Embracing the plant-based lifestyle in Malaysia

Chinese New Year Snacks: A Vegan Guide

Chinese New Year Snacks: A Vegan Guide

Chinese New Year is synonymous with a plethora of snacks that typically get churned out at this time of year.

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If you’re phasing out your meat, egg and dairy products from your diet, don’t worry… you’re not completely losing out on the fun! You can still enjoy your catch-up sessions, card games and movie marathons with your relatives while munching on some of these well-loved bites. Everything in moderation though! I’ve listed here a list of some popular snacks in Malaysia, what they symbolize at this momentous time of year, and which of these snacks are plant-based.

 

NOTE: I am sitting on the more moderate side of the fence here, where white sugar is considered vegan, for the sake for those in transition or not so strict with their preferences.  Read more about the the manufacturing process of white sugar here. Brown sugar, when it is raw and unrefined, is considered vegan-friendly.

 

Preserved Fruits

Vegan? YES

Source: Invisible Kitchen

Candies are served to guests during Chinese New Year to wish them a sweet life. Sweet for vegans to eat too! A candy tray frequently features sweetened, preserved and brightly coloured pieces of cherries, plums, peaches, dates and even sometimes kiwifruit. Preserved fruits are an acquired taste, but kids can happily stay occupied with the next candy on the list.

 

Haw Flakes

Vegan? YES

Source: Flickr

Long before I got to know those peculiar species of people known as flakes, a different kind of flake defined my childhood. Made from the fruit of the Chinese hawthorn tree, Haw Flakes are light, tangy and strangely addictive. When I tried fresh hawthorns during my kungfu days in China, boy were they SOOOUUURRRRRR AF. It’s one of those rare times I would highly recommend the processed version of a fruit over being eaten fresh.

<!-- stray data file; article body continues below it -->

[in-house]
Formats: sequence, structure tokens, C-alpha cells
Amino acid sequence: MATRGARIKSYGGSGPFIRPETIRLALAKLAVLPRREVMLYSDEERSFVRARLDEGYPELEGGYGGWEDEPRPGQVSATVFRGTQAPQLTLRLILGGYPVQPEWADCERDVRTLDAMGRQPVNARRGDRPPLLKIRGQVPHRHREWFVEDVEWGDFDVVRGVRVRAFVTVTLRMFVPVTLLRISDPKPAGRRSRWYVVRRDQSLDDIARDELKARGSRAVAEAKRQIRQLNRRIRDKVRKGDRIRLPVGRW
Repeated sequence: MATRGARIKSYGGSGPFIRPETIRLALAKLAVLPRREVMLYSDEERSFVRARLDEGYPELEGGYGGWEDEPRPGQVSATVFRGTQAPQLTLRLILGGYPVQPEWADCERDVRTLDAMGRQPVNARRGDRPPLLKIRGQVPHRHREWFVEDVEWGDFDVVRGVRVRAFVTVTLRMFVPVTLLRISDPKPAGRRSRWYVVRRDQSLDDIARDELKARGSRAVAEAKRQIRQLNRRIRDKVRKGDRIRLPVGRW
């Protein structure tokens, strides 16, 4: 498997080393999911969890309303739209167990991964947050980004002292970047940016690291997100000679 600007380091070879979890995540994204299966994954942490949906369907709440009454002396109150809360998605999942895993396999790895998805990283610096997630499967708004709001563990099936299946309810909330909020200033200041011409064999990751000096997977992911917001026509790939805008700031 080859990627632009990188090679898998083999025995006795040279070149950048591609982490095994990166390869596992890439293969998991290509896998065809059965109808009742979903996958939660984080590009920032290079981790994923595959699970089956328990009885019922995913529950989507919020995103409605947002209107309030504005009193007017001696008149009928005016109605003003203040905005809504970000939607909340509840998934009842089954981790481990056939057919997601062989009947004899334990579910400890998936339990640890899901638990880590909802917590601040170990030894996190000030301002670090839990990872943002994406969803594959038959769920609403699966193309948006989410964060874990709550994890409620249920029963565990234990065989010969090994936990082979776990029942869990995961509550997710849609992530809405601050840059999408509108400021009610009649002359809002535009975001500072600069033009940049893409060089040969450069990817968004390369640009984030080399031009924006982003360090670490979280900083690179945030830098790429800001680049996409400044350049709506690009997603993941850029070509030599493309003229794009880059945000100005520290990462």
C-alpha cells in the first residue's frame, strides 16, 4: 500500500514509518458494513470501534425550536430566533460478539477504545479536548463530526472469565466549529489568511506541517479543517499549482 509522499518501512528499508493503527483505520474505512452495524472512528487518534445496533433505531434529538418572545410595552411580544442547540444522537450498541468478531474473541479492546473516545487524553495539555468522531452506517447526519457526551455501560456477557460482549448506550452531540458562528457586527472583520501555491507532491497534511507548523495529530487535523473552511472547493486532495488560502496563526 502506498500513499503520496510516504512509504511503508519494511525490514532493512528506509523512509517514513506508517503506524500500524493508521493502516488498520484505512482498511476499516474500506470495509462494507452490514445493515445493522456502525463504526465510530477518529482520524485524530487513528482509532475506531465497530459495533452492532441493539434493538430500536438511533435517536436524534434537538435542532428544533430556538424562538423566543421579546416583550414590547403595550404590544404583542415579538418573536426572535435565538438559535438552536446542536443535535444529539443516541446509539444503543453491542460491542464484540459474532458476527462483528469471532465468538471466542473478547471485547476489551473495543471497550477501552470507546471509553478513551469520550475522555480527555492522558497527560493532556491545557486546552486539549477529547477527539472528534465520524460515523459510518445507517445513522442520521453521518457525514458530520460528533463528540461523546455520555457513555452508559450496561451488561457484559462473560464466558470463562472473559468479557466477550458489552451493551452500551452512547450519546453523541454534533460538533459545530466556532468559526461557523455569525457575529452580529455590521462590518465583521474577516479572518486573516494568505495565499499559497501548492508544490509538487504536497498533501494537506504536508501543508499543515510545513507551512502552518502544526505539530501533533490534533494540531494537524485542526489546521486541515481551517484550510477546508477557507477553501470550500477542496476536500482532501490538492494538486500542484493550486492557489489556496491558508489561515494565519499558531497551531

Love Letters (Kuih Kapit)

Vegan? NO

Source: Depositphotos.com

Love letters are so-called for actually being love letters once upon a time. Secret lovers would exchange messages of affection hidden within these delicate sheets of wafer. The recipe is believed to have been inspired by waffles made by the Dutch during their colonial reign in Malaysia. The local community adapted it to feature more accessible ingredients like rice flour and coconut milk. Sadly for vegans, egg is a must-have ingredient.

 

Bak Kwa (Chinese meat jerky)

Vegan? OPTION AVAILABLE

 

I am serious. There is such a thing as vegan Bak Kwa. These sweetened slices of barbecued meat (normally pork) are popular Chinese New Year snacks thanks to their red hue, signifying luck and fortune. Bak Kwa were my absolute fave in my non-vegan days. Shortly after going vegetarian, I found a plant-based version of Bak Kwa in one of my regular cafes and I jumped on it faster than anyone could hear it. What’s great about it vegan Bak Kwa? It tastes EXACTLY LIKE THE REAL THING. What’s even greater? It is CHEAPER THAN THE REAL THING TOO. I can buy a 200g box of plant-based Bak Kwa for RM12, which is close to half the price of regular Bak Kwa. You can purchase them at selected Chinese vegetarian stores and cafes in the Klang Valley. Unfortunately, by the time you read this, majority of these stores would be closed for festivities. But you can make a note for next year. And they are available to purchase all year round.

 

 

Kuih Bahulu (Asian Madeleines)

Vegan? NO

Source: Flickr

The origins of Kuih Bahulu come from old Malay tradition, when these cakes were presented as gifts by those who travelled by water. (The word ‘Bahulu’ comes from the Malay phrase ‘Buah Tangan Daru Hulu’, which translates to ‘small gifts from upstream’.) With its crusty exterior and fluffy interior, Kuah Bahulu can be best likened to a French Madeleine. It is a simple sponge cake made of wheat flour, eggs, baking soda and sugar. However,the process of making it is meticulous, and therefore was a treat only reserved for an occasion as special as Chinese New Year. With egg being an essential ingredient, vegans will have to skip Kuih Bahulu.

 

Peanuts

Vegan? YES

Known as ‘Longevity Nuts that represent, vitality and honour, you can be sure that your vitality will be honoured this Chinese New Year; these humble little guys are packed with over 20% protein.

 

Nian Gao (New Year Cake)

Vegan? YES

Source: Flickr